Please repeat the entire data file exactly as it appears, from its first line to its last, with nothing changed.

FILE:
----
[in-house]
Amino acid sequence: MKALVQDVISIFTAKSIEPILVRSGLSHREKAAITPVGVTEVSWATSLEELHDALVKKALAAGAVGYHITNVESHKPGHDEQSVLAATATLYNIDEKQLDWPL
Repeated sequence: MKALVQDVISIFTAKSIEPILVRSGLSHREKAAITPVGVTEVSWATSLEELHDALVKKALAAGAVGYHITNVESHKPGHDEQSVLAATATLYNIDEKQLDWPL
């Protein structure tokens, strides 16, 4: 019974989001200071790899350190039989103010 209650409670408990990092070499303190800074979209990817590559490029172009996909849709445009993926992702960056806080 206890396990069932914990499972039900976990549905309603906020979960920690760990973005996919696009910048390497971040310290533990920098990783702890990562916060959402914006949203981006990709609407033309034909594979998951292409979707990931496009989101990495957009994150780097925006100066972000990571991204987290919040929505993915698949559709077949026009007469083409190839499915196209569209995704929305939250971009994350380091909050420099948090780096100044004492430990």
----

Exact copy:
[in-house]
Amino acid sequence: MKALVQDVISIFTAKSIEPILVRSGLSHREKAAITPVGVTEVSWATSLEELHDALVKKALAAGAVGYHITNVESHKPGHDEQSVLAATATLYNIDEKQLDWPL
Repeated sequence: MKALVQDVISIFTAKSIEPILVRSGLSHREKAAITPVGVTEVSWATSLEELHDALVKKALAAGAVGYHITNVESHKPGHDEQSVLAATATLYNIDEKQLDWPL
């Protein structure tokens, strides 16, 4: 019974989001200071790899350190039989103010 209650409670408990990092070499303190800074979209990817590559490029172009996909849709445009993926992702960056806080 206890396990069932914990499972039900976990549905309603906020979960920690760990973005996919696009910048390497971040310290533990920098990783702890990562916060959402914006949203981006990709609407033309034909594979998951292409979707990931496009989101990495957009994150780097925006100066972000990571991204987290919040929505993915698949559709077949026009007469083409190839499915196209569209995704929305939250971009994350380091909050420099948090780096100044004492430990």